Figure 13: Malicious ip (HTTP GET/POST)

Json file consists of following details like 

  • Botnet Id of the victim
  • Location
  • IP address
  • Browser Cookies
  • Wallets 
  • Bitcoin Address
  • Social communicating apps like stream,Telegram (Webogram) etc. 

Figure 14 gives  a brief idea like what this stealer is trying to grab and what additional features are added in this variant. It consists of following details like 

  •  ‘_id ‘_which refers to infected botnet id created after infection
  • ‘au’_refers to url of the C2 server to download attachments
  • ‘ip‘_refers to the ip address of the infected machine
  • ‘Location’_refers to the location of the infected machine and some system details
  • ‘rm’_refers to self-removal is enabled (i.e. self-destruction)
  • ‘stm’ _refers to access enabled from Steam Application
  • ‘tg ’_refers to access enabled from Telegram
Figure 14: JSON file having system config details

It checks for wallets like ‘Binance’, ’Atomic’, ’Daedalus’, ’electrum’, ’Electrum-LTC’, ’ElectronCash’, ’Partitio’,’Blockstream’,’Guarda’,’JaxxLiberty’,’Jaxx’,’MyMonero’,’Wasabi’,’Monero’,’Ledr_Live’. Also it looks for information being transferred via Telegram app. It also steals passwords of  gaming accounts through steam applications.

Figure 15: Checks for a list of wallets,keys,passwords,account details

Also, it searches for cryptowallet address like  ‘MetaMask’, ’Brave’, ’Ronin’, ’TronLink’, ’BinanceChain, ’MyEtherWalletCX’, ’Guarda’, ’Yoroi’, ’Math’, ’Equal’, iWallet’, ’JaxxLiberty’, ’WomBat’, ’Nifty, ’Phantom’, ’GuildWallet, ’SaturnWallet’, ’Liquality’, ’TerraStation’, ’keplr’, ’Neoline’, ’PolymeshWallet’, ’CloverWallet’, ’Sollet’, ’ICONex’, ’Temple’, ’coin98’, ’Tezbox’, ’KHC’, ’AuroWallet’, ’coinbase’, ’cyanowallet’.

Figure 16: Checks for a list of wallets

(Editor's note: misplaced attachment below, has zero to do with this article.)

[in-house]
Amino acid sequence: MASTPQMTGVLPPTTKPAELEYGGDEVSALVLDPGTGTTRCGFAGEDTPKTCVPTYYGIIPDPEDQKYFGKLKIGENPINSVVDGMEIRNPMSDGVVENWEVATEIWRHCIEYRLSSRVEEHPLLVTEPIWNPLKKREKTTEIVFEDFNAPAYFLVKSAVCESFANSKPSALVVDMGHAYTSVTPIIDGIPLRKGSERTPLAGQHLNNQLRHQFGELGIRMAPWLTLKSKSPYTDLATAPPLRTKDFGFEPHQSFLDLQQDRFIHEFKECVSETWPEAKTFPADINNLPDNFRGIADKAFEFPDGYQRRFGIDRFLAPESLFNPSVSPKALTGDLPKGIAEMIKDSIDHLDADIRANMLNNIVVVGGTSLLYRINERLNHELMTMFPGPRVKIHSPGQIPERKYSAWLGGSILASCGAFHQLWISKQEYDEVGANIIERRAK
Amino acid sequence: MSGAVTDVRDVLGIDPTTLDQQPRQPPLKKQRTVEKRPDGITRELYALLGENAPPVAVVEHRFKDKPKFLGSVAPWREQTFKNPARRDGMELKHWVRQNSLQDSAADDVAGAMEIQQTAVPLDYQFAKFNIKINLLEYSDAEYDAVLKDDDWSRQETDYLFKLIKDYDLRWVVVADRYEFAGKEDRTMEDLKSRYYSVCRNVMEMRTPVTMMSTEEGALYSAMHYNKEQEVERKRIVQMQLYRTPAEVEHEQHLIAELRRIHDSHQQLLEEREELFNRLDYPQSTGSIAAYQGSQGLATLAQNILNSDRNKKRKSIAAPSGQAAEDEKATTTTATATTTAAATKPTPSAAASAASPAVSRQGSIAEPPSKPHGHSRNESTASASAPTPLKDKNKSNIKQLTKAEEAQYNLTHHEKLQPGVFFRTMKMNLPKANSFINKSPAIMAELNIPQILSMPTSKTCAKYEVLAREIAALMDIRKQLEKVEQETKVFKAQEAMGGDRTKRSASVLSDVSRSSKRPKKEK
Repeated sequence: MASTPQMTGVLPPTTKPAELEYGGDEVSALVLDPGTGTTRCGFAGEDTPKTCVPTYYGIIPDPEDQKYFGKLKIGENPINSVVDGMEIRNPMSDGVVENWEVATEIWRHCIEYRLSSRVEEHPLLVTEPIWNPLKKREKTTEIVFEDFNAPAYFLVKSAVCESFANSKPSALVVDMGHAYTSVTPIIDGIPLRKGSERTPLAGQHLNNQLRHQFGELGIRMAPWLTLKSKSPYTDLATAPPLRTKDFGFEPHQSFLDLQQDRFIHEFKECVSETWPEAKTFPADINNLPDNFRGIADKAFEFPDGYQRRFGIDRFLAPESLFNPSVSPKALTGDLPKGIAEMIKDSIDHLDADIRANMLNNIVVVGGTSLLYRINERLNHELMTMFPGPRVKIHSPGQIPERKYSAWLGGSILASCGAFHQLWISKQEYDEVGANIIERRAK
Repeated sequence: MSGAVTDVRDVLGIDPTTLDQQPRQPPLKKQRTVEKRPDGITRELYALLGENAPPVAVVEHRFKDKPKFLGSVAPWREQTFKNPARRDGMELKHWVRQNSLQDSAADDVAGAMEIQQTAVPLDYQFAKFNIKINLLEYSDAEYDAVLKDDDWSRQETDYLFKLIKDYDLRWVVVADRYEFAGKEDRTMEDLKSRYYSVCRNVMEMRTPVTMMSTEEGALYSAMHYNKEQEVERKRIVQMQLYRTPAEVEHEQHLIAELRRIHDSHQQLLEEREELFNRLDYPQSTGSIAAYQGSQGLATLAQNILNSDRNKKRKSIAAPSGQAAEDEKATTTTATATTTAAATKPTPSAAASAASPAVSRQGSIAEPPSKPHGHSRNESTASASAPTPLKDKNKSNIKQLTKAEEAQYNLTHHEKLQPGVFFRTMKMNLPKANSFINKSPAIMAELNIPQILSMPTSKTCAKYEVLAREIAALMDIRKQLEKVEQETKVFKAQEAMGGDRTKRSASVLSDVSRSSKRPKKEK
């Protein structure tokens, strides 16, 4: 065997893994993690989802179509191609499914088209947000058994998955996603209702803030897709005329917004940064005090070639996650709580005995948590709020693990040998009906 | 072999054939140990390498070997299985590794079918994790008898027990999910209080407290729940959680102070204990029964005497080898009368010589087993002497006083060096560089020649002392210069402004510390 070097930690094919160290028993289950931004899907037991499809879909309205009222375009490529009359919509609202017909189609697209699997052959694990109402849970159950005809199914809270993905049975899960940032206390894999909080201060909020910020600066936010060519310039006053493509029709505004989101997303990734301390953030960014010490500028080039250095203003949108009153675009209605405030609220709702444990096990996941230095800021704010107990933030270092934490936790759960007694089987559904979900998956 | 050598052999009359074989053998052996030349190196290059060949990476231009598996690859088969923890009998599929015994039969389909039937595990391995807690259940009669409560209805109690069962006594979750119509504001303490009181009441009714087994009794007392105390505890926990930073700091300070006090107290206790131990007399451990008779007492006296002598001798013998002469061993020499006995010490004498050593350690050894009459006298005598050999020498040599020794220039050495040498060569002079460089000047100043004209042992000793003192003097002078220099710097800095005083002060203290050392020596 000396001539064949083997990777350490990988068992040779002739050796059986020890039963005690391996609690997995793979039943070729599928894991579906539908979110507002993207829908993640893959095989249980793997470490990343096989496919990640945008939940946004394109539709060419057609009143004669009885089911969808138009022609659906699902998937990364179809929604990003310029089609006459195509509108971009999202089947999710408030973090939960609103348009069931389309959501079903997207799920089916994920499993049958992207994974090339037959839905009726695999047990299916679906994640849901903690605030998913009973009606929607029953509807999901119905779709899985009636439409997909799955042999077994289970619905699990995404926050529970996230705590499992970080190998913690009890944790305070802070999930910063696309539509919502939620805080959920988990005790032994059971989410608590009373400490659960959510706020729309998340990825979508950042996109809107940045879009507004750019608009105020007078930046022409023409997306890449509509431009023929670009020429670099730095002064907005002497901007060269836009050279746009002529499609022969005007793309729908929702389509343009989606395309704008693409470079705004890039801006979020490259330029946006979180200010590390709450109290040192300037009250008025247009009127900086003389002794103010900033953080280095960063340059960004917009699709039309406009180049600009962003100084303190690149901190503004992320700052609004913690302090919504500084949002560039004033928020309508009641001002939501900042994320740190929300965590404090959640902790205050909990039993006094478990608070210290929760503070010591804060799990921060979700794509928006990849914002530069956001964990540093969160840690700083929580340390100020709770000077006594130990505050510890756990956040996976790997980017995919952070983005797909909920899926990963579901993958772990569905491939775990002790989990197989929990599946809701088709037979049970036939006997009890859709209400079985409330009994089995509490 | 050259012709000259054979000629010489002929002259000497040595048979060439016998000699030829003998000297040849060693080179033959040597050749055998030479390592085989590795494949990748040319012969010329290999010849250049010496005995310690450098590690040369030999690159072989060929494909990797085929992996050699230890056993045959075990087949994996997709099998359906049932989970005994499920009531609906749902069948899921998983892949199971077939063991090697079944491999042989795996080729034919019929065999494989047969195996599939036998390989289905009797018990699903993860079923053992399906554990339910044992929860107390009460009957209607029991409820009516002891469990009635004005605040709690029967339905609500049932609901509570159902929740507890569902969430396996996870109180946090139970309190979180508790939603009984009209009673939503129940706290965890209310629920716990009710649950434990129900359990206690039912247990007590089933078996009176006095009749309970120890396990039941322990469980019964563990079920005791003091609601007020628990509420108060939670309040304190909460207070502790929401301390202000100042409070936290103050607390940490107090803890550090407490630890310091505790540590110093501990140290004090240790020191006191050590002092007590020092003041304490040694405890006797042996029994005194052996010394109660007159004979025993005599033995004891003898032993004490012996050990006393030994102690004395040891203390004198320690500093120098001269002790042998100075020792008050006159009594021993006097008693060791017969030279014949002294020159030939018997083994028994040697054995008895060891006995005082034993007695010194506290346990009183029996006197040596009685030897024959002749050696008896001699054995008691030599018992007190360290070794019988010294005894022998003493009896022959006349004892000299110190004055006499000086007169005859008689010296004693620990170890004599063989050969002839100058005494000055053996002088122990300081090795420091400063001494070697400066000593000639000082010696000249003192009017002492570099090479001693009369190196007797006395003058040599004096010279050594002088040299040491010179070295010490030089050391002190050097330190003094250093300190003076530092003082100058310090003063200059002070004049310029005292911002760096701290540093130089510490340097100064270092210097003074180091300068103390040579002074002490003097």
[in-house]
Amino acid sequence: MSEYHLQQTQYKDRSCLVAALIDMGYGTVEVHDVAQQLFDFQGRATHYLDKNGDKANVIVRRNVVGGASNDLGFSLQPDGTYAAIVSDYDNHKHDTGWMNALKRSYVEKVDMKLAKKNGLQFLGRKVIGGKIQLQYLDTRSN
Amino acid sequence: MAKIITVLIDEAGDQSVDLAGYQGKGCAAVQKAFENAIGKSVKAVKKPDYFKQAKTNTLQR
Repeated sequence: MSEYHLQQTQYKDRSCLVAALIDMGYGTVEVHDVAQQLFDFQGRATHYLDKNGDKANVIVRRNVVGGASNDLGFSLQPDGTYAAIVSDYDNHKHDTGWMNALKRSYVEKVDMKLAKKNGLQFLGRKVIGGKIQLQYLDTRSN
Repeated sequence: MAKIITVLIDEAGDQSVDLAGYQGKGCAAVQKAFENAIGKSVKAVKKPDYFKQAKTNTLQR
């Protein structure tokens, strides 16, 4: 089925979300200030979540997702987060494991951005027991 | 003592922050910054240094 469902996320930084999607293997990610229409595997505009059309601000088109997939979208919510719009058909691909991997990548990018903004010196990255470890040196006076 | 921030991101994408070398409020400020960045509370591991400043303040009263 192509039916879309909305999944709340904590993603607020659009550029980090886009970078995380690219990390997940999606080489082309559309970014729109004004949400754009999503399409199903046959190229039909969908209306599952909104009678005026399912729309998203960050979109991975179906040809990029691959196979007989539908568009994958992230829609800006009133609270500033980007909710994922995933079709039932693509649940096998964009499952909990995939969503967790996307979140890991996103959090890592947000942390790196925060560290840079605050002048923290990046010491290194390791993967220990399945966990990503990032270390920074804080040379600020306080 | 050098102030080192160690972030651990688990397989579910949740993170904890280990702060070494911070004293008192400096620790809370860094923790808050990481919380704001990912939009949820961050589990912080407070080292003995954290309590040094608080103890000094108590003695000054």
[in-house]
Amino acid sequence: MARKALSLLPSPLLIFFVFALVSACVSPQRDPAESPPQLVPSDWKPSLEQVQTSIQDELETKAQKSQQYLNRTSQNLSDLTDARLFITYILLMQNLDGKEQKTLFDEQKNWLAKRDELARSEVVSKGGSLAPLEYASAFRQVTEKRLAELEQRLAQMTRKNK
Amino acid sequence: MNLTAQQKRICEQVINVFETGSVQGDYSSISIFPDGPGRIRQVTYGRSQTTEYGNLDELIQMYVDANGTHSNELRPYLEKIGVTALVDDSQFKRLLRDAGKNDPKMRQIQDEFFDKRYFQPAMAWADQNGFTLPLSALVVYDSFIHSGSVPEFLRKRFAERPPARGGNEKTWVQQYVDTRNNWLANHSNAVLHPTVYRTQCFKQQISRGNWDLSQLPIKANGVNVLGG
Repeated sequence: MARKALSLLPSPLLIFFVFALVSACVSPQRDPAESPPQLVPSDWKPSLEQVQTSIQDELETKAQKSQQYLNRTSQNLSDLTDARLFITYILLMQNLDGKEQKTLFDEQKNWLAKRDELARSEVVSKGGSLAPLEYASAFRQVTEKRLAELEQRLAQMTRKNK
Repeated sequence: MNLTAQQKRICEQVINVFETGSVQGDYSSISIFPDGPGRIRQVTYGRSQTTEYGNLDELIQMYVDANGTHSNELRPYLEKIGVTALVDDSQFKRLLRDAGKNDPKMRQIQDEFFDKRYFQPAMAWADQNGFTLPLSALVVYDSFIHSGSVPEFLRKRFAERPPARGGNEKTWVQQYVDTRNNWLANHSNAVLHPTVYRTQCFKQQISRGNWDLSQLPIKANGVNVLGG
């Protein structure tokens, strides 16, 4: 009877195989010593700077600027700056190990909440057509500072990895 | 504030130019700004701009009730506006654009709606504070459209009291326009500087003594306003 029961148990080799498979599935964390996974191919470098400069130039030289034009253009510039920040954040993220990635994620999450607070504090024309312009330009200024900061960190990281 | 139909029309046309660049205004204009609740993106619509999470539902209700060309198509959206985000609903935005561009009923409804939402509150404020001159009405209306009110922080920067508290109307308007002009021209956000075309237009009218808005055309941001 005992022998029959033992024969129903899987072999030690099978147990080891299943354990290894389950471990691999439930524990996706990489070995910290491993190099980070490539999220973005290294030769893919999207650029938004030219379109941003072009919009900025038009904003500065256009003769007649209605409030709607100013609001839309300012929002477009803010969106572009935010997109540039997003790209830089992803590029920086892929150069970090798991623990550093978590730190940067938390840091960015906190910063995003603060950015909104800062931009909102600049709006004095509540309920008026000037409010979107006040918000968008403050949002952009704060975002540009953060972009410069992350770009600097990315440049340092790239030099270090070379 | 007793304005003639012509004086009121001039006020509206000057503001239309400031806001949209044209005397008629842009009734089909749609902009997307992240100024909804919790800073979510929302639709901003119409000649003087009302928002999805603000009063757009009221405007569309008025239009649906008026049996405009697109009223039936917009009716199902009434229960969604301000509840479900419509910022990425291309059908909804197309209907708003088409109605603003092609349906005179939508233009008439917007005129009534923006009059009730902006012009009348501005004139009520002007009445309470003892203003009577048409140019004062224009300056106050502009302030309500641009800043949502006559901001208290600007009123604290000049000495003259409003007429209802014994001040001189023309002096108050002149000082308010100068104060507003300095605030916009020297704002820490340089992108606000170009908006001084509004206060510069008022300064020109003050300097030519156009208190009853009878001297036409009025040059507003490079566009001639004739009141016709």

It also checks for data from various browsers and apps like”edge”, “chrome”, “chromeBeta”, “chromeSxS”, “chromium”, “xpom”, “comodo”, “amigo”, “orbitum”, “bromium”, “brave”, “nichrome”, “rockmelt”, “360browser”, “vivaldi”, “go”, “sputnik”, “kometa”, “uran”, “qipSurf”, “epicprivacy”, “coccoc”, “7star”, “elements”, “torbro”, “saferbrowser”, “mustang”, “superbird”, “chedot”, “torch”, “UC Browser”, “QQ Browser”, “opera”,”thunderbird”.

        Figure 17: Extract details related to browser data like cookies, user data, login data

Network Activity

It tries to download a PE module from a malicious ip (C&C server).

Figure 18: HTTP connection established with C&C server(GET/POST)
Figure 19: Downloads PE module from C&C server
Figure 20: Stolen data compressed as zip and sent to C&C server(Http/POST)

Figure 21 indicates the list of some legitimate dll’s which were downloaded from the C2 server to extract the information from the compromised systems. These modules provide the same code routines used by clean applications to extract stored credentials/data from the machine. In effect, Raccoon utilizes the trusted application to evade detection.

Figure 21: Legitimate dlls downloaded  by malware to extract details from compromised systems

We at K7 have detection for these kinds of malware. Use a reputed security product like K7 Total Security. Ensure your security product is updated to get the latest definitions.

Indicators of Compromise (IOCs)

MD5 : F1521FF38743CA05CC8C6F25CD95309C 
K7 Detection Name: Trojan ( 0058990a1 )


“cmd.exe /C timeout /T 10 /NOBREAK > Nul & Del /f /q “C:\Users\admin\AppData\Local\Temp\*** exe”
Defensive Evasion
Credential Access
Steal web cookies
Credentials from web browsers
Credentials from password stores
Unsecured credentials ( passwords, account details in text files or bills )
Discovers system info and query registries
CryptoWallet related texts
Info related to Security settings
History /Screen Capture Feature is Enabled/Disabled
Email Collection
Telegram messenger